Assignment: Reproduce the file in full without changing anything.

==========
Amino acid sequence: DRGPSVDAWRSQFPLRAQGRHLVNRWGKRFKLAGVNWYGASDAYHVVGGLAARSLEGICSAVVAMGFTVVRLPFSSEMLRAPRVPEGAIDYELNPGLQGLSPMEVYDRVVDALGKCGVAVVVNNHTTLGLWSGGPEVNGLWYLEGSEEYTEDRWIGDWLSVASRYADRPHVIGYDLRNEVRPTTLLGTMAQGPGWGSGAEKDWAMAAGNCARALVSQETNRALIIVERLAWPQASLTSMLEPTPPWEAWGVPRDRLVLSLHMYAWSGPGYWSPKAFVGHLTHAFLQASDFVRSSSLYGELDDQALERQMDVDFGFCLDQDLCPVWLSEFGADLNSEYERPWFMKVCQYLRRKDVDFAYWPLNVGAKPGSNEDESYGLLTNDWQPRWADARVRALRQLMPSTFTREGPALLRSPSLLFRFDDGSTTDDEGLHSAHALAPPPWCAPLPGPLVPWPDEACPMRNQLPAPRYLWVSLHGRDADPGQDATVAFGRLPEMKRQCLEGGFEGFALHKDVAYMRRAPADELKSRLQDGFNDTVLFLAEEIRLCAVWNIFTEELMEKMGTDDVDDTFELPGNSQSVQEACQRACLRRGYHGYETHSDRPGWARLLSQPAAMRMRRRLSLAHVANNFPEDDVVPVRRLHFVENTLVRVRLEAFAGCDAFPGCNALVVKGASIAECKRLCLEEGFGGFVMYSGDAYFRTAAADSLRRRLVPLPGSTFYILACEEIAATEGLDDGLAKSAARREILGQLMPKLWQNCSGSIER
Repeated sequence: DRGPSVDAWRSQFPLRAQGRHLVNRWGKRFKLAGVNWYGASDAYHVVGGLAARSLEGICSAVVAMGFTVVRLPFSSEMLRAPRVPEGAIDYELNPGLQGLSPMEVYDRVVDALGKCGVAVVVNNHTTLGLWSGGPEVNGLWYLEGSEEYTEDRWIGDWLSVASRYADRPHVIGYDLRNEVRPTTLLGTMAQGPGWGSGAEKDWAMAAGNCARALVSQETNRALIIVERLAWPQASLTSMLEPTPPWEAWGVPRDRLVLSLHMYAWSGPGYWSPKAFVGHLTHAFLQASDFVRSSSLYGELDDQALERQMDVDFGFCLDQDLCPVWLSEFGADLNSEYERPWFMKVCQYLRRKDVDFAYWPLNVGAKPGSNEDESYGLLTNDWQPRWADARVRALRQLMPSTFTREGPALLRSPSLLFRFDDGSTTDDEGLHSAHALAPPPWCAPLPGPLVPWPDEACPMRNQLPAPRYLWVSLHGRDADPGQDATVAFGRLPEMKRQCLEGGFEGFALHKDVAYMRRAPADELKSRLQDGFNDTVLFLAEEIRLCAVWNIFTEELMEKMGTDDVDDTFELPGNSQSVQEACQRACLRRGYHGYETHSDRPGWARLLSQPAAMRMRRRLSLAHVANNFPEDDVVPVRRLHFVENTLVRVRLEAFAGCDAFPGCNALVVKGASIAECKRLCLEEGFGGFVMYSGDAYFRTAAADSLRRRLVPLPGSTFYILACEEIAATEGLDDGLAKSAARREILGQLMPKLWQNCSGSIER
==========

Amino acid sequence: DRGPSVDAWRSQFPLRAQGRHLVNRWGKRFKLAGVNWYGASDAYHVVGGLAARSLEGICSAVVAMGFTVVRLPFSSEMLRAPRVPEGAIDYELNPGLQGLSPMEVYDRVVDALGKCGVAVVVNNHTTLGLWSGGPEVNGLWYLEGSEEYTEDRWIGDWLSVASRYADRPHVIGYDLRNEVRPTTLLGTMAQGPGWGSGAEKDWAMAAGNCARALVSQETNRALIIVERLAWPQASLTSMLEPTPPWEAWGVPRDRLVLSLHMYAWSGPGYWSPKAFVGHLTHAFLQASDFVRSSSLYGELDDQALERQMDVDFGFCLDQDLCPVWLSEFGADLNSEYERPWFMKVCQYLRRKDVDFAYWPLNVGAKPGSNEDESYGLLTNDWQPRWADARVRALRQLMPSTFTREGPALLRSPSLLFRFDDGSTTDDEGLHSAHALAPPPWCAPLPGPLVPWPDEACPMRNQLPAPRYLWVSLHGRDADPGQDATVAFGRLPEMKRQCLEGGFEGFALHKDVAYMRRAPADELKSRLQDGFNDTVLFLAEEIRLCAVWNIFTEELMEKMGTDDVDDTFELPGNSQSVQEACQRACLRRGYHGYETHSDRPGWARLLSQPAAMRMRRRLSLAHVANNFPEDDVVPVRRLHFVENTLVRVRLEAFAGCDAFPGCNALVVKGASIAECKRLCLEEGFGGFVMYSGDAYFRTAAADSLRRRLVPLPGSTFYILACEEIAATEGLDDGLAKSAARREILGQLMPKLWQNCSGSIER
Repeated sequence: DRGPSVDAWRSQFPLRAQGRHLVNRWGKRFKLAGVNWYGASDAYHVVGGLAARSLEGICSAVVAMGFTVVRLPFSSEMLRAPRVPEGAIDYELNPGLQGLSPMEVYDRVVDALGKCGVAVVVNNHTTLGLWSGGPEVNGLWYLEGSEEYTEDRWIGDWLSVASRYADRPHVIGYDLRNEVRPTTLLGTMAQGPGWGSGAEKDWAMAAGNCARALVSQETNRALIIVERLAWPQASLTSMLEPTPPWEAWGVPRDRLVLSLHMYAWSGPGYWSPKAFVGHLTHAFLQASDFVRSSSLYGELDDQALERQMDVDFGFCLDQDLCPVWLSEFGADLNSEYERPWFMKVCQYLRRKDVDFAYWPLNVGAKPGSNEDESYGLLTNDWQPRWADARVRALRQLMPSTFTREGPALLRSPSLLFRFDDGSTTDDEGLHSAHALAPPPWCAPLPGPLVPWPDEACPMRNQLPAPRYLWVSLHGRDADPGQDATVAFGRLPEMKRQCLEGGFEGFALHKDVAYMRRAPADELKSRLQDGFNDTVLFLAEEIRLCAVWNIFTEELMEKMGTDDVDDTFELPGNSQSVQEACQRACLRRGYHGYETHSDRPGWARLLSQPAAMRMRRRLSLAHVANNFPEDDVVPVRRLHFVENTLVRVRLEAFAGCDAFPGCNALVVKGASIAECKRLCLEEGFGGFVMYSGDAYFRTAAADSLRRRLVPLPGSTFYILACEEIAATEGLDDGLAKSAARREILGQLMPKLWQNCSGSIER